Several days shy of the start to the new school year, the Department of Education sent notice to school leaders Wednesday outlining a new statewide distance learning plan for families with pandemic-related health and safety concerns or those who want distance learning for other reasons.

Coordinated by the central administration, the plan will be extremely limited in both enrollment and scope. The number of distance-learning seats is capped at 390 total — 180 for elementary schools, 90 for middle schools and 120 for high schools — in a total DOE student population of roughly 161,000.

That is about 0.2% of the student body. Superintendent Christina Kishimoto has said most complex areas had seen a 1% to 2% preference among households for distance learning, although this could rise due to fears over a highly contagious variant circulating in Hawaii and elsewhere in the U.S.

Iliima Intermediate School.
DOE formulated and released the distance learning plan at the direction of the Board of Education. Cory Lum/Civil Beat/2021

“We are still hearing from parents who are concerned about unvaccinated elementary children, coupled with the rise in cases,” Board of Education chairwoman Catherine Payne said. “Schools are struggling with resources and they are not always able to meet parent requests.”

In a July 28 letter to principals and complex area leaders, Kishimoto urged administrators to remind families about the planning and preparation for the full return of students to DOE campuses by Aug. 3, the official start of the new school year.

“Please continue to communicate with your families the importance and benefits of access to a complete school experience for their children and that schools are ready to safely welcome students back to campus,” she wrote in the memo.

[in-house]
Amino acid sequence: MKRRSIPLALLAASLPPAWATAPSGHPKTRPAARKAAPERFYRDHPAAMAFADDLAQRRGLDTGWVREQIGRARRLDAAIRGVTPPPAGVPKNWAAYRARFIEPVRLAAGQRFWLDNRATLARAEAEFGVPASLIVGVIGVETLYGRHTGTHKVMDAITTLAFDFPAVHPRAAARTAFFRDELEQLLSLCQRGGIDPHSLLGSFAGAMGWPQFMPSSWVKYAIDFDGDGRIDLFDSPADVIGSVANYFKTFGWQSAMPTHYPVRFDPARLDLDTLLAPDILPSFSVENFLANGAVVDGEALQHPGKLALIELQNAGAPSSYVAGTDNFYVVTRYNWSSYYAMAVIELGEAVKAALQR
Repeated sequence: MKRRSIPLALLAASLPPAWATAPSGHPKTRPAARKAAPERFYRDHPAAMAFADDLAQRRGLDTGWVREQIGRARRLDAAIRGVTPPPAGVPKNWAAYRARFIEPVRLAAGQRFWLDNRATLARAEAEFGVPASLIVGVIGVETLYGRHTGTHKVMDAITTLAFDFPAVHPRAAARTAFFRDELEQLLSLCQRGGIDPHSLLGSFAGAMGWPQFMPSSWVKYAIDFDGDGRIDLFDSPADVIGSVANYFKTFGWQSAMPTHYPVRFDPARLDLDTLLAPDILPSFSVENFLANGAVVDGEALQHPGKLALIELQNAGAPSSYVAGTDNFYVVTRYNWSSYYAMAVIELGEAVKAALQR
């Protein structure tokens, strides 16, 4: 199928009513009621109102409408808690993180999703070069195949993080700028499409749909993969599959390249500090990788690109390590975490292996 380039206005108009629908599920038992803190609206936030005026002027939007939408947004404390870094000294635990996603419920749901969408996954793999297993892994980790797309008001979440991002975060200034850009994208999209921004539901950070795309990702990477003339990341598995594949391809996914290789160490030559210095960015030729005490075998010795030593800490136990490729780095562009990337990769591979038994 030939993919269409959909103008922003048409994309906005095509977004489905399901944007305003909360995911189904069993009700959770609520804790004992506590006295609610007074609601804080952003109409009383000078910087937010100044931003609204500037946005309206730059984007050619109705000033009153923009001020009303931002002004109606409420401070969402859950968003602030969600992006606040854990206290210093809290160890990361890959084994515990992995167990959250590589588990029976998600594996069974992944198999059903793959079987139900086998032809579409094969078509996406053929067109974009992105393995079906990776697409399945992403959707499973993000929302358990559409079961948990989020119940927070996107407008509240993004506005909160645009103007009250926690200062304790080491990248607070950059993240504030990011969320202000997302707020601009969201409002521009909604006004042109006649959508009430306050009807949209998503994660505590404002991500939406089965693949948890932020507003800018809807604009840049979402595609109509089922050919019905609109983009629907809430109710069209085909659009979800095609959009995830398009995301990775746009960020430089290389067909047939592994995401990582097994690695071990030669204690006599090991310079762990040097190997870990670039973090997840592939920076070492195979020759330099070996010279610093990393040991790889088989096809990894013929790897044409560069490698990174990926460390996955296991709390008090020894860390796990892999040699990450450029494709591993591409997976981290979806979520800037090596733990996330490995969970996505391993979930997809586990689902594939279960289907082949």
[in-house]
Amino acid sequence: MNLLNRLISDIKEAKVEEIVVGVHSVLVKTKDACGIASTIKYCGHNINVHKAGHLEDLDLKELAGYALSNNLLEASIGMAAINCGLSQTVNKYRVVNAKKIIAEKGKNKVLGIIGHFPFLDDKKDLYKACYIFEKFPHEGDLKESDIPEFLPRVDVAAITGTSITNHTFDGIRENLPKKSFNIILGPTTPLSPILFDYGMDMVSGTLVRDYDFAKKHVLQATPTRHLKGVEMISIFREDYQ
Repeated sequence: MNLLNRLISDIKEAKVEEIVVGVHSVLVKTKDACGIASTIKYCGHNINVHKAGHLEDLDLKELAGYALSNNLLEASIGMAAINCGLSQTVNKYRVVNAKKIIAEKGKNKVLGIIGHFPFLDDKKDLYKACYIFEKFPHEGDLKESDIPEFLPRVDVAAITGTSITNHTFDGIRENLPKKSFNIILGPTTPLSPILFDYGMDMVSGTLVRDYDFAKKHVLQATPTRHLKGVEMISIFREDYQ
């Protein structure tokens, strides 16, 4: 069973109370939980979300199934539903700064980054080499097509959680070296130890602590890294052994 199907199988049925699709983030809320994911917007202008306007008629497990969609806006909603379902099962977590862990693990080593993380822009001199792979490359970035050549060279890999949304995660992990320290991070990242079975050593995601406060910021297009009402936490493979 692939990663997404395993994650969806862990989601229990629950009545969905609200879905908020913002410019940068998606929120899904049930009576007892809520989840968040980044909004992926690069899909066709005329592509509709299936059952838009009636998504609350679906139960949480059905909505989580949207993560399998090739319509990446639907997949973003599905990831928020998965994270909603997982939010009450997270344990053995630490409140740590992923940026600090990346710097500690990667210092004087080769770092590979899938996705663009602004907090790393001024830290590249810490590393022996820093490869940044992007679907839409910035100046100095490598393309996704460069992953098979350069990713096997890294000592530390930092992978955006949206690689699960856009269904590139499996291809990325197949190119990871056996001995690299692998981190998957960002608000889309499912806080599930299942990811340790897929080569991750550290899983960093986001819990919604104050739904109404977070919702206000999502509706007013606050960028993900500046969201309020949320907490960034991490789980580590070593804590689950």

The Board of Education had directed DOE officials at its July 15 meeting to come up with a statewide distance learning plan by Thursday as an alternative for families still wary of sending their children back to in-person school because of the pandemic, which has produced elevated numbers of cases in recent weeks.

All 257 schools, most of which had spent the 2020-21 school year in either all-distance learning or a hybrid model, were directed in May to prepare for the full return of students by the fall.

Many parents were told by their children’s school that a school-based distance learning plan would not be an option for the upcoming school year.

That meant having to either disenroll their children, home-school them or find another option, such as requesting a placement or seat in a different geographic district, which is not a guarantee due to space limitations or other restrictions.

Last week, the DOE released a chart of 118 schools that do plan to offer some kind of school-based distance learning but those plans are largely self-directed based on the K12/Stride Learning Solutions online curriculum purchased by the department for the new school year.

But some complex areas — each of which includes a high school and the elementary and middle schools that feed into it — aren’t able to offer distance learning within their individual schools, due to lack of demand or resources, the DOE said.